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Low-cost market can save Niagara Falls families thousands of dollars a year

Subsidized food increasingly important as inflation sends grocery bills soaring

By Paul Forsyth Niagara This Week - Niagara Falls - November 3, 2022

At a time when even families of means are feeling the squeeze of soaring food prices, for Niagara Falls residents living on low or modest incomes, it’s becoming increasingly challenging to be able to afford to put food on the table.

To Dave Wheeler, president of the Stamford Kiwanis service club, that makes the GROW Community Food Literacy Centre in the city’s downtown all the more important.

He and fellow Kiwanis member Gerda Huyzers were at the centre recently to drop off a $5,000 donation from the proceeds of the Kiwanis’ popular bingo program on YourTV.

Wheeler said he hopes that donation will directly impact kids facing food insecurity, noting that about 70 per cent of the members of the centre — which operates a low-cost market on Saturday mornings for people who can prove they live below the low-income cut-off — are children.

The centre, located at 4377 Fourth Ave., is the brainchild of volunteer executive director Pam Farrell, who realized the need for healthier food choices for low-income people in downtown Niagara Falls while studying food literacy and food security at the University of Calgary.

By establishing Canada’s first food literacy centre, Farrell said she hoped to challenge traditional food charity models to create one that’s more sustainable.

In the two years since it opened, the market has seen demand grow to where there are now more than 600 registered families. “We have new members signing up every week,” said Farrell.

Wheeler said increasing access to healthy food choices is crucial for kids. “If they’re well-nourished, they’re going to do better at school,” he said. “They’ll grow up stronger and healthier (and) later in life they’ll be less of a strain on the health system and get more out of life.”

It also establishes what can be lifelong nutrition habits, said Wheeler.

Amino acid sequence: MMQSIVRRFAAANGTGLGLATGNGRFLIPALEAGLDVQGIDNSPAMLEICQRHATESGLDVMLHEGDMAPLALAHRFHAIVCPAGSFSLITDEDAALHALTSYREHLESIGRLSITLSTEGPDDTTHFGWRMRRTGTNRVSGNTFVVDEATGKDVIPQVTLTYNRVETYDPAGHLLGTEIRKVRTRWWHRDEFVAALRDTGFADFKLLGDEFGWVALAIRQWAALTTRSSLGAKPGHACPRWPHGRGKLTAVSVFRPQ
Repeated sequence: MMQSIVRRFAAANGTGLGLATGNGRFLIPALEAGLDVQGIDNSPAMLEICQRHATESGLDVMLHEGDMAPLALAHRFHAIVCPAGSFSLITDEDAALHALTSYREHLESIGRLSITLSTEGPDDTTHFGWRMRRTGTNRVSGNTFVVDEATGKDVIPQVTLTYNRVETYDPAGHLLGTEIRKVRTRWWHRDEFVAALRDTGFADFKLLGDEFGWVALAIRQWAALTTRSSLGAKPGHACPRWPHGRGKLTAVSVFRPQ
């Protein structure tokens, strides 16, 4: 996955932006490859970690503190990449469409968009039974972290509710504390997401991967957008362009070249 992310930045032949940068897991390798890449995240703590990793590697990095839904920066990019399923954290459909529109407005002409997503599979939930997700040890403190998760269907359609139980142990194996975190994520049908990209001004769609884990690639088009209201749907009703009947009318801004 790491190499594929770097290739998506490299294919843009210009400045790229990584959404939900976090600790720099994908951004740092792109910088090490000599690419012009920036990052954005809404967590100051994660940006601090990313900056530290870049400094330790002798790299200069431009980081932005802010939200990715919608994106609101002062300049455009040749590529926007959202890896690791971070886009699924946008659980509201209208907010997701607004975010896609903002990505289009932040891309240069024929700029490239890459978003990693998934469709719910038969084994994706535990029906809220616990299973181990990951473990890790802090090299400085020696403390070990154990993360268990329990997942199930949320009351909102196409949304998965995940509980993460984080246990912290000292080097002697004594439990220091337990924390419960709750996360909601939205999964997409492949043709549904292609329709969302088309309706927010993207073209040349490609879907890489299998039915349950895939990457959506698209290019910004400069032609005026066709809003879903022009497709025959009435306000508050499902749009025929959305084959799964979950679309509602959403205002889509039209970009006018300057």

“When the kids come here, they learn to eat healthy and you establish good eating habits early on,” he said. “It’s really hard to break the cycle of bad eating.”

The need for healthy food downtown is huge: Farrell estimates about 75 per cent of members are living with diabetes.

The savings at the market are dramatic compared to supermarkets.

For instance, boxes of cereal going for just $1 can cost up to $6 in supermarkets, while a four-litre bag of milk going for $3.50 is more than $2 less than a grocery store.

While the cost for produce can vary because it’s purchased in bulk, Farrell said examples at GROW are carrots and potatoes for five cents, apples for 20 cents and large Roma tomatoes for 20 cents.

For a family of four spending about $70 a week at the market, that could roughly translate into about $3,640 in savings per year, said Farrell.

Supermarket prices keep increasing fast: a trip to a Niagara Falls grocery story on Oct. 28 showed a pound of Lactantia butter costing $8.79, a 2.63-litre bottle of Simply Orange juice costing $6.49, 454 grams of strawberries costing $5.99 and a 750-gram package of Schneiders Juicy Jumbo wieners costing $13.49.

Jonna Wolfenberg, community engagement manager with GROW, said low-income families just trying to make ends meet might be able to afford rapidly increasing rents or even enjoy a few luxuries by shopping at GROW.

“If they can save here, maybe now they can buy school pictures,” she said. “Maybe they can have a movie night or go out for dinner or put gas in the car and go out and see the Festival of Lights,” she said.

Wheeler said the fact that GROW shoppers decide what to purchase rather than just being told what they’ll get is also important.

“It gives a person dignity,” he said. “They can come in and they can buy food. It’s their right to buy healthy food.”



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